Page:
by Alison McAleese, LiveLighter Victoria Campaign Manager and Dietitian
- November 14, 2017
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Sugar has certainly become a popular topic. But surprisingly, most of the sugar we eat and drink is 'hidden' - so we don't always know we're consuming it.
In terms of health risks, we only need to be concerned about ‘added sugar’. That is, sugar that has been added to food or drink.
Plain dairy foods and fruit naturally contain some sugar, but it’s not added. These are nutritious foods which should be included in a healthy diet without concern.
Food labels are your 'added sugar' friend
Identifying the ‘added sugar’ in food can be tricky, but reading food labels is a good starting point.
Firstly, check the ingredients list for sugar. But beware – there are over 40 different names for sugar and some foods can contain different types. For example, a muesli bar can have honey and invert sugar, while a breakfast biscuit can contain glucose syrup and sugar. Here are some of the common names for sugar to look out for on food labels:
If you see more than one of these names in an ingredients list, see them more than once, or see one of them in the first 4 ingredients, the food is likely to be high in added sugar.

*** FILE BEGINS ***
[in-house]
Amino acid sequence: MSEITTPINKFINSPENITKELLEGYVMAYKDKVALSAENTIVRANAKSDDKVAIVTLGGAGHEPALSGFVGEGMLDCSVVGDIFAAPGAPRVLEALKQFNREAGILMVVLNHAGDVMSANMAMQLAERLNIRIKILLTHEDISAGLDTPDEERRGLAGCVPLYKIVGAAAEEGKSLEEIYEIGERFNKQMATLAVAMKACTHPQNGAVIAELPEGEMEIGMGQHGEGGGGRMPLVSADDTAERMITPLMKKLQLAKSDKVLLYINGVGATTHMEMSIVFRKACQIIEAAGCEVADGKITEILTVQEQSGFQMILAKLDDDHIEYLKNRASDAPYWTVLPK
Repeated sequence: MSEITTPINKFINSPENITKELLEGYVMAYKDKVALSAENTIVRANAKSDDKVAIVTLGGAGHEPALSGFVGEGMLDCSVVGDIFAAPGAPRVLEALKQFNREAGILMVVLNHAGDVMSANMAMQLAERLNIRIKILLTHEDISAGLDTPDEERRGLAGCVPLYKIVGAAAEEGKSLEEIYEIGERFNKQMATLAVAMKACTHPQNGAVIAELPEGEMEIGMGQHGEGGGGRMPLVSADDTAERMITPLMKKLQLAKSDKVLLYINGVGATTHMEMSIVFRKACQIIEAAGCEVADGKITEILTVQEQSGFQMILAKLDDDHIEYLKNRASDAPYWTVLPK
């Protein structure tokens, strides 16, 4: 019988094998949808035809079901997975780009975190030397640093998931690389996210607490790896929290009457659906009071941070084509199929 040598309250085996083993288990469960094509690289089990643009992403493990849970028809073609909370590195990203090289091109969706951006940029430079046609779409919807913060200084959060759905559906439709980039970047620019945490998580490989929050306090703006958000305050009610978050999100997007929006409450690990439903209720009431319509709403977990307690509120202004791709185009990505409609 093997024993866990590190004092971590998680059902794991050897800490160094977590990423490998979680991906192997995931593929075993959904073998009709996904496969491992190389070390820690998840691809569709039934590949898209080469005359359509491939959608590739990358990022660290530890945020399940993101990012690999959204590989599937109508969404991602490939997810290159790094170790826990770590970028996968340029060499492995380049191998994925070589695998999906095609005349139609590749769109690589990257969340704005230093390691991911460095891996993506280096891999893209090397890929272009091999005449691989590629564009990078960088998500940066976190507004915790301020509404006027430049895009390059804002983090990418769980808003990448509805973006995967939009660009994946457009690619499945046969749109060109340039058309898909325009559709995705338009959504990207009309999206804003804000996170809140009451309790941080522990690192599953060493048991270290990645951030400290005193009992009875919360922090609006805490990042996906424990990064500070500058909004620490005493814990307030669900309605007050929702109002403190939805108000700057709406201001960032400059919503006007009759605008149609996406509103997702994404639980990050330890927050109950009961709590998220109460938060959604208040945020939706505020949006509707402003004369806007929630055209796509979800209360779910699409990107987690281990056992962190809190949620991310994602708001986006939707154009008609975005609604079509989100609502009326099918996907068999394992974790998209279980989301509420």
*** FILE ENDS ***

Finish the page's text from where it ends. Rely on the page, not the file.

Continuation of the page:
Avoid the red
Next, look at the nutrition information panel. Added sugar usually isn’t labelled, but you can try to work it out from the total sugar amount.
Any foods with more than 15g sugar per 100g are definitely high in added sugar and should be limited. The best choices are foods with less than 5g sugar per 100g.
It’s trickier when foods contain milk or fruit as well as added sugars.
We recently found that it was difficult to estimate the amount of added sugar in yoghurts. Desserts and cereals or mueslis with fruit can also be tricky.
As a rule of thumb, about 5-6% of the sugar in yoghurt and milk is lactose and is naturally occurring, so anything above that is added.For fruit-based dishes, check the ingredients list for signs of added sugar.
If you don’t have time to read food labels and want to cut back on added sugar, there are lots of delicious foods you can choose that don’t contain added sugar.
Try to eat more nuts, plain yoghurt (add your own toppings or make it fresh), fruit, vegetables (including raw vegetables as a snack), cheese and eggs.
And try our delicious fruity waters for a refreshing change from sugary drink.
To make it easier to find hidden sugars, the Obesity Policy Coalition and consumer group CHOICE are calling for added sugars to be labelled on food packets. To find out more, or get involved, head to their campaign webpage.